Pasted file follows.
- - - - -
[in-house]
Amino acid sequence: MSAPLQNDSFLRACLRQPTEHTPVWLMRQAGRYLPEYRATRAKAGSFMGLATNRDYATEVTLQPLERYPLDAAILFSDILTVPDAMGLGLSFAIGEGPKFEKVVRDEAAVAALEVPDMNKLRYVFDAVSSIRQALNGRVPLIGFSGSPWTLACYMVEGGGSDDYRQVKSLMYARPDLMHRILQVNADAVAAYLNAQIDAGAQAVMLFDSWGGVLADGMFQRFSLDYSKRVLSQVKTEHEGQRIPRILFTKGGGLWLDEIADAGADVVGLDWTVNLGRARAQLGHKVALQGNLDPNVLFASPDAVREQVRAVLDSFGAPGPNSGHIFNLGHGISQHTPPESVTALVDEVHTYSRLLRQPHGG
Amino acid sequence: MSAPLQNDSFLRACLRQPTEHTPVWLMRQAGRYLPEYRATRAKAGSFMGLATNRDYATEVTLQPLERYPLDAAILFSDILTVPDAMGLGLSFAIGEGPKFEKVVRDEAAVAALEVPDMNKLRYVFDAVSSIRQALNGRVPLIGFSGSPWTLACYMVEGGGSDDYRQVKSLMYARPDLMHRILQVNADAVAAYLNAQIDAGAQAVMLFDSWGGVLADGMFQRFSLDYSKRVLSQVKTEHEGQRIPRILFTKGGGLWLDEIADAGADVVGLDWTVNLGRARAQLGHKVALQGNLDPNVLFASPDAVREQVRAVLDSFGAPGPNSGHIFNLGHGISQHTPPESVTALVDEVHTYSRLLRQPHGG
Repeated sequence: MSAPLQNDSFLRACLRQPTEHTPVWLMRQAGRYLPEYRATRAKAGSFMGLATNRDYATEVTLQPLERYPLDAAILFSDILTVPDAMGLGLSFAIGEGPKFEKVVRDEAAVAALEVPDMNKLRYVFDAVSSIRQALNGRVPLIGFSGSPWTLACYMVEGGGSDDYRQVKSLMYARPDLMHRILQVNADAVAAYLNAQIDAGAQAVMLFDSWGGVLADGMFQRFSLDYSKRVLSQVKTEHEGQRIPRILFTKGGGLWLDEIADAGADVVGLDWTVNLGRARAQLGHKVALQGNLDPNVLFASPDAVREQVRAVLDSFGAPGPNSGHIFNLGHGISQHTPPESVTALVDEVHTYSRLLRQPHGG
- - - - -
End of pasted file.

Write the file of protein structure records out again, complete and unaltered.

[in-house]
Amino acid sequence: MSAPLQNDSFLRACLRQPTEHTPVWLMRQAGRYLPEYRATRAKAGSFMGLATNRDYATEVTLQPLERYPLDAAILFSDILTVPDAMGLGLSFAIGEGPKFEKVVRDEAAVAALEVPDMNKLRYVFDAVSSIRQALNGRVPLIGFSGSPWTLACYMVEGGGSDDYRQVKSLMYARPDLMHRILQVNADAVAAYLNAQIDAGAQAVMLFDSWGGVLADGMFQRFSLDYSKRVLSQVKTEHEGQRIPRILFTKGGGLWLDEIADAGADVVGLDWTVNLGRARAQLGHKVALQGNLDPNVLFASPDAVREQVRAVLDSFGAPGPNSGHIFNLGHGISQHTPPESVTALVDEVHTYSRLLRQPHGG
Amino acid sequence: MSAPLQNDSFLRACLRQPTEHTPVWLMRQAGRYLPEYRATRAKAGSFMGLATNRDYATEVTLQPLERYPLDAAILFSDILTVPDAMGLGLSFAIGEGPKFEKVVRDEAAVAALEVPDMNKLRYVFDAVSSIRQALNGRVPLIGFSGSPWTLACYMVEGGGSDDYRQVKSLMYARPDLMHRILQVNADAVAAYLNAQIDAGAQAVMLFDSWGGVLADGMFQRFSLDYSKRVLSQVKTEHEGQRIPRILFTKGGGLWLDEIADAGADVVGLDWTVNLGRARAQLGHKVALQGNLDPNVLFASPDAVREQVRAVLDSFGAPGPNSGHIFNLGHGISQHTPPESVTALVDEVHTYSRLLRQPHGG
Repeated sequence: MSAPLQNDSFLRACLRQPTEHTPVWLMRQAGRYLPEYRATRAKAGSFMGLATNRDYATEVTLQPLERYPLDAAILFSDILTVPDAMGLGLSFAIGEGPKFEKVVRDEAAVAALEVPDMNKLRYVFDAVSSIRQALNGRVPLIGFSGSPWTLACYMVEGGGSDDYRQVKSLMYARPDLMHRILQVNADAVAAYLNAQIDAGAQAVMLFDSWGGVLADGMFQRFSLDYSKRVLSQVKTEHEGQRIPRILFTKGGGLWLDEIADAGADVVGLDWTVNLGRARAQLGHKVALQGNLDPNVLFASPDAVREQVRAVLDSFGAPGPNSGHIFNLGHGISQHTPPESVTALVDEVHTYSRLLRQPHGG